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A modern neoVictorian attempt, was: Re: Request for historic tuning

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  • Andreas Sparschuh
    ... Just try that modern trial of attempting to remake that style: in 5ths: -6: _ _ _ Ab 415 Hz
    Message 1 of 38 , Apr 25 8:00 AM
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      --- In tuning@yahoogroups.com, "Jon Szanto" <jszanto@...> wrote:
      >
      > If one were to compose some music that would be a backdrop to
      > Victorian England....
      Just try that modern trial of attempting to remake that style:

      in 5ths:
      -6: _ _ _ Ab 415 Hz < 416 208 204 102
      -5: _ _ _ Eb 312 156 78
      -4: _ _ _ Bb 234 117
      -3: 351 > F_ 350 175
      -2: 525 > C_ 524 262 131
      -1: _ _ _ G_ 393 > 392 196 98
      00: _ _ _ D_ 294 147
      +1: 441 > A_ 440 220 110
      +2: 330 > E_ 329 > 328 164 82
      +3: _ _ _ B_ 246 123
      +4: 369 > F# 368 184 92
      +5: _ _ _ C# 276 138
      +6: 414 > G# 415 Hz

      yields recombined in ascending order:

      +1: A3 220 Hz
      -4: Bb 234
      +3: B3 246
      -2: C4 262 'middle-C'
      +5: C# 276
      00: D4 294
      -5: Eb 312
      +2: E4 329
      -3: F4 350
      +4: F# 368
      -1: G4 393
      +6: G# 415
      +1: A4 440 Hz

      > Bonus points if you can post data in .scl
      > format or give me the name in the Scala tuning archives...
      >
      !neoVictorian.scl
      !
      middle-C4 = 262 Hz or A4 = 440 Hz
      !
      12
      !
      138/131 ! C#
      147/131 ! D
      156/131 ! Eb
      329/262 ! E
      415/262 ! F
      393/262 ! F#
      415/262 ! G
      220/131 ! A
      234/131 ! Bb
      246/131 ! B
      2/1
      !
      !

      sharpnesses of the 3rds
      on the empty violin strings:
      1:G 2:D 3:A 4:E

      1: G < B < < Eb < G.
      absolute pitches:
      G_ 393 = 131*3
      5*131*3= 3*655 < 656*3 328*3 164*3 82*3 41*3 = B 123 < 124 62 31
      5 * 31 = 155 < Eb 156 78 = 26*3
      5*26*3 = 3*130 < 131*3 = G 393.

      That results in the relative diesis 128/125 subdistribution:
      G 656/655 B 69.333.../68.333... Eb 131/130 G.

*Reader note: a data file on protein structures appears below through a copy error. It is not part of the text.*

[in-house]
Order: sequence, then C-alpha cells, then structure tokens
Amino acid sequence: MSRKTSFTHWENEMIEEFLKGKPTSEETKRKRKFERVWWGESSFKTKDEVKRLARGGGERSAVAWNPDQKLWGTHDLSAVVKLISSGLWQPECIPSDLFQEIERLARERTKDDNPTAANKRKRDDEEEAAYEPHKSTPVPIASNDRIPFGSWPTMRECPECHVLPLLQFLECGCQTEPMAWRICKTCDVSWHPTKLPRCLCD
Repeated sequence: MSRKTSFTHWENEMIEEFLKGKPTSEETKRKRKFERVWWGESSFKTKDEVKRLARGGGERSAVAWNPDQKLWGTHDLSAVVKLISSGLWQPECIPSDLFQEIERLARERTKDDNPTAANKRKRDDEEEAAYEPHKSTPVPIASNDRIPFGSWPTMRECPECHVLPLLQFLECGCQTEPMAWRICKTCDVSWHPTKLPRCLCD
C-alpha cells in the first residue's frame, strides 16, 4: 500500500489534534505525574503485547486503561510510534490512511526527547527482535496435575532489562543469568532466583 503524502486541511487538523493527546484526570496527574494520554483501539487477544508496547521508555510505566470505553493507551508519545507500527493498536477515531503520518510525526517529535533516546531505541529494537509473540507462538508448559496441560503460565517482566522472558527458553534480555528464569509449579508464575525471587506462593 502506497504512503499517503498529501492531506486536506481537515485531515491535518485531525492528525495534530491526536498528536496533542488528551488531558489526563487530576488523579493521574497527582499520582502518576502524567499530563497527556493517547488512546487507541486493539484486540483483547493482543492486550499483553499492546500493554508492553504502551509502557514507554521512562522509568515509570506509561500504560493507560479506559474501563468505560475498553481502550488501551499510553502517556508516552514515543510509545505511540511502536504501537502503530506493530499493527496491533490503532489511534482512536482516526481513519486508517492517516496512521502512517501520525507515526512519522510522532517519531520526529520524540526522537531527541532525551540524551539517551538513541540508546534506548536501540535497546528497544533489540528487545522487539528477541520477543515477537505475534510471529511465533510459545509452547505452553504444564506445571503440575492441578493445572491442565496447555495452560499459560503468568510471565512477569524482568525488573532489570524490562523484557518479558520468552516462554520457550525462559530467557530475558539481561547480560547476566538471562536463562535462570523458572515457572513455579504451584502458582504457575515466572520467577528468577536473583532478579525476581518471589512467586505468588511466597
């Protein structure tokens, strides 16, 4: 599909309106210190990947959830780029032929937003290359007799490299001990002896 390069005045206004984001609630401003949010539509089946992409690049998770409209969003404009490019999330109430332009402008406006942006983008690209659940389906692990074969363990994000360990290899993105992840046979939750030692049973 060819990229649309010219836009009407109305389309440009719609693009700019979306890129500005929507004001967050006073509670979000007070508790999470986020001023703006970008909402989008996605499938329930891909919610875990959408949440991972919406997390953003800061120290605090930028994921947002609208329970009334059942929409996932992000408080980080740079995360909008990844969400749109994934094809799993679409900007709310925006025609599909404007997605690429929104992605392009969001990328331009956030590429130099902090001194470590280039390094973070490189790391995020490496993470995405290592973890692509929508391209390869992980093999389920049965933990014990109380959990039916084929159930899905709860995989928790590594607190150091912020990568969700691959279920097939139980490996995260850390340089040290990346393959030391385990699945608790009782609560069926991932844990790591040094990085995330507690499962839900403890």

2: D < F# < Bb < D.
      abs:
      D 147
      5*147 = 735 < F# 736 368 ... 46 23
      5* 23 = 115 < B 117 = 39*3
      5*39*3= 3*195 < 196*3 98*3 49*3 = D 147.
      rel:
      D 736/735 F# 58.5/57.5 B 196/195 D.


      3: A < C# < < F < A.
      abs:
      A 55
      5* 55 = 275 < C# 276 139 69 < 70 35
      5* 35 = 175 < F 176 88 44 22 11
      5* 11 = A 55.
      rel:
      A 276/275 C# 70/69 F 176/175 A.


      4: E < < G# < C < E.
      abs:
      E 329 < 330 165 < 166 83
      5*83 = G# 415 < 416 208 ... 52 26
      5*26 = 130 < C 131
      5*131= 655 < E 658 329.
      rel:
      E 110.666../109.666.. G# (17/21+99)/(98+17/21) C 219.333../218.333.. E

      ~Cents approx. distribution of the 4 diesises
      represented as 3rds sharpnesses:


      1: G<3<B_<<<<<<<<<<<<25<<<<<<<<<<<Eb<<<<<<13<<<<<C.
      2: D<2F#<<<<<<<<<<<<<<30<<<<<<<<<<<<<<Bb<<<<9<<<<G.
      3: A<<<6<<C#<<<<<<<<<<<<25<<<<<<<<<<<F_<<<<10<<<<A.
      4: E<<<<<<<16<<<<<<<G#<<<<<<<<17<<<<<C_<<<<<13<<<E.


      slightly different from 12-EDO with all 3rds ~14Cents same sharp.

      For those who like meantonic harmonic 7ths 7/4 Eb>C#
      Attend:
      7*Eb/C# is barely 92/91 ~18.9Cents sharp
      -still yet used in Victorian era -
      instead ~32.2C in 12-EDO.

      have a lot of fun with that
      A.S.
    • Charles Lucy
      The key which instruments are easiest to play seems to follow a general pattern influenced by their physical form: Stringed instruments usually have sharp
      Message 38 of 38 , Apr 25 1:42 PM
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        The key which instruments are easiest to play seems to follow a general pattern influenced by their physical form:

        Stringed instruments usually have sharp (key) open strings; e.g. guitar, violin family, bass, etc.
        Keyboard layout tends to be easier to play for flat keys. 

        It is a matter of ergonomics.

        Noel Coward prolly wrote on keyboards.

        Charles Lucy lucy@...

        -----  Promoting global harmony through LucyTuning  -----

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        On 25 Apr 2007, at 19:25, Tom Dent wrote:



        > In this olden book from c1908 (IIRC - a cheap Dover paperback reprint
        > that my local library has),
        >
        http://www.amazon.com/Piano-Tuning-Simple-Accurate-Amateurs/dp/0486232670
        >
        > the author presses the model of equal temperament, done by ear,
        > obviously...but an interesting remark (to me) is that he has a
        complaint
        > against some of the other contemporary tuners. He says that some of
        > them do too much favoring of the flat keys,

        hmm, you'd need to work out what 'favouring' means here.

        Could be: flat keys have better *fifths*, because the tempering was
        mostly used up in tuning through the naturals and sharps

        Could be: flat keys have better thirds than *both* the central keys
        and the sharps.


        A lot of Noel Coward is in E flat major, but I'm not sure that means
        much...


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